Loss met with kindness/Efforts with miles covered/Arrive at stealth camp
This morning we wake early and rested, ready to tackle what is supposed to be one of the hardest climbing days if we were on schedule. I need a snack before we cook our breakfast of “apple pie”-dear friends gave us the wedding gift of homemade gourmet dehydrated camp meals, one of which was our dinner last night (herbed cheesy chicken pasta with sun dried tomatoes and green beans, yes it was as good as it sounds)-and Jason reminds me that there is tropical trail mix. I reach outside of the tent for the bag of meals. It is missing. I remember waking in the night to the sound of our tarp being walked on. The kindness of the Japanese people thus far and the euphoria of last night’s sunset made us forget, or rather dismiss, our camping 101 knowledge—always hang your food to prevent critters from scavenging it. The night before we had inventoried the contents of this bag like children opening a Christmas stocking, the glee building with each item. Every night after I crave the beans, rice, and salsa; the pudding. Japanese critters are no different than those in America. They do not concern themselves with human notions of respect and morality; only survival. What a score. I’d be lying if I said we didn’t well up from our loss. We comb the beach in desperation. No luck. Another day, another “Soyjoy”.
As we break down camp a ranger, who I mistake for a fisherman since he is fishing along the beach as he makes his rounds and is not uniformed, comes by to collect $16 for our one-night stay which included sinks and bathrooms. We use gestures to tell him of the thief and ask who it could have been. He responds, “Rascals.” Indeed. He draws in the sand with a stick and we exclaim as he stripes the tail “Raccoon!”. We share a laugh (though still dying inside). He moves on and Jason is off to birdwatch. When he returns he is carrying a discarded remnant of the raccoon’s booty-plastic wrapping labeled “apple pie”. The ranger located it straight back in the woods from our beach site. Also in hand, a bag with two cans of coffee, chocolate bar, and two packages of ramen all gifted to us by the ranger. Warm breakfast after all. We give him our favorite coffee from Chicago that Jason wrapped in cheesecloth beautifully for us to give as gifts, “kohi” (coffee).
(Climbing the scenic byway)
We head out on a scenic byway which begins with a climb. Once at the top we embark on a long glorious descent twisting and turning beneath blue sky and green as far as the eye can see. I wish I could put into words the feeling of cruising downhill, smooth pavement and gentle turns beneath tires, the wind of clean air grazing cheeks, natural beauty all around you, adventure behind and ahead. All of this with someone you love who shares the same sense of adventure as do you.
The descent levels out and we enter a town. We stop at a convenience store to get a lighter for future meals. We locate a grocery store and purchase camp food-ramen, dried squid, more Soyjoys, almonds, raisins, apples, tea, coffee-and lunch. I learn that the word for chopsticks is “hashi”. We ride to a park nearby and eat- grocery store squid balls, onigiri, Chinese noodles, fried meats on sticks.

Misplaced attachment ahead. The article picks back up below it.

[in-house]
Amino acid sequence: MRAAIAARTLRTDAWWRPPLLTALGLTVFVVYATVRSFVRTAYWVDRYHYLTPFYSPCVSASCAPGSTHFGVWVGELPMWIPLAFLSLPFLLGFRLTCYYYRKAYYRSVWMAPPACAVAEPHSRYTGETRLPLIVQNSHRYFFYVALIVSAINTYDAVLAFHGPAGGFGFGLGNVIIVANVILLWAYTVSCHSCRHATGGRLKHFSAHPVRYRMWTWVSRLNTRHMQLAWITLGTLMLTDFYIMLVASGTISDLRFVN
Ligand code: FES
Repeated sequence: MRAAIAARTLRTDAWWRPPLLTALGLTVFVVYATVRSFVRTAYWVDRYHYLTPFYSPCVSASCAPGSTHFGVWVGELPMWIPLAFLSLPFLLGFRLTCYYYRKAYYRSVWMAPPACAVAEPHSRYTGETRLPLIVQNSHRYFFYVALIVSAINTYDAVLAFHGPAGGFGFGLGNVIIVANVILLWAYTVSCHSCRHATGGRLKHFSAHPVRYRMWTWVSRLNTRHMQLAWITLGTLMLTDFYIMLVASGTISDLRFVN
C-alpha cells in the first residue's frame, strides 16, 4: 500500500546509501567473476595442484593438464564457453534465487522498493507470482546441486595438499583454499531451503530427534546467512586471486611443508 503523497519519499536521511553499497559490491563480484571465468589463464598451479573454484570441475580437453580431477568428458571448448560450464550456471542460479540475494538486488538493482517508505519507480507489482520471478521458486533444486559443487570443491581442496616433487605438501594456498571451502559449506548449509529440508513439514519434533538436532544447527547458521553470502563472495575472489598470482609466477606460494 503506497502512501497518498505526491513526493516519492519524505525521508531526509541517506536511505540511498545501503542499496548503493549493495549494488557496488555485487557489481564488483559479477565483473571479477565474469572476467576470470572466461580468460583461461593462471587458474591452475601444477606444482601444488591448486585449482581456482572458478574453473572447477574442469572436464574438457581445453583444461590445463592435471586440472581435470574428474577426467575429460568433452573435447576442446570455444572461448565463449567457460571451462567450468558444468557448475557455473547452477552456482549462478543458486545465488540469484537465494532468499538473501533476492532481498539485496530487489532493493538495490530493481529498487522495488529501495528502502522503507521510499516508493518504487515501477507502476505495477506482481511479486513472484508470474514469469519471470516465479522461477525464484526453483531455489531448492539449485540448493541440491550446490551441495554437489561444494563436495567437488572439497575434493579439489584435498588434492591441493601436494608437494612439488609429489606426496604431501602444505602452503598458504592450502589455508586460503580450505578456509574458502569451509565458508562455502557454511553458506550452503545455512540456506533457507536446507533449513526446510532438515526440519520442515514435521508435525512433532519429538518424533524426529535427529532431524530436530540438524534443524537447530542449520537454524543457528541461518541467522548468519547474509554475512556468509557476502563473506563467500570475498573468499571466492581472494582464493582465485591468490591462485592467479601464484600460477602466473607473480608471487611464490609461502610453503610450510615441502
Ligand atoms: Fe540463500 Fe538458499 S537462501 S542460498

Now we’re heading to the coast so things are mostly downhill. Mostly because Japan is never entirely downhill or flat, as far as I can tell. We have reached the intended starting point of today’s ride but I wouldn’t trade anything for yesterday’s setback and resulting sunset campsite. We have 20 miles on a major road with headwind. This is where I come in. I pull our paceline of two along the industrialized coast. There are sections with bike path but most of it we ride on narrow shoulder with cars and trucks passing close by. We devour the miles. It may not be classically scenic, despite glimpses of the sea, but it is Japan. All of the signage is in kanji and so the names of businesses and buildings look like artwork to me. Despite the proximity of traffic and density of development, the lack of, for us, readable words truly gives the brain a rest and allows it to disconnect; no processing subconsciously hundreds of advertisements, written messaging. There is restfulness in this that is noticeable throughout the trip.
(This one is to scare mom).
We cover the miles more slowly as the wind picks up. Finally we turn off and pull over to a Seven-Eleven. The bathrooms in places you’d least expect are particularly clean. Most are equipped with seated toilets that have buttons to operate the bidet, heated seat, peaceful sounds of waterfalls and birds to encourage privacy and your call to nature.
(Peak elevation for the day 1,500 ft).
We reassess our goal for the day having started behind and with major climb ahead. It is already 2:30pm. The climb begins. We pass roadside shrines and hot spring resorts until there is nothing but road and trees and incline. We make our climbs solo and at our individual paces. We meet at peaks and share the thrill of descents together. We climb 1,200 ft in 8 miles. We pull off at a hot spring village and descreetly pass through and over a footbridge to an abandoned and overgrown road to set up camp. Stealth camping in Japan, night one.
Jason goes to the river that brought us here to purify water but the maintenance man washing a bus let’s him use the hose. We eat ramen and finish with hot tea and chocolate-covered almonds. We pack up the kitchen and food to hang from a tree. We’ve learned our lesson too late but still we must follow through. Sleep.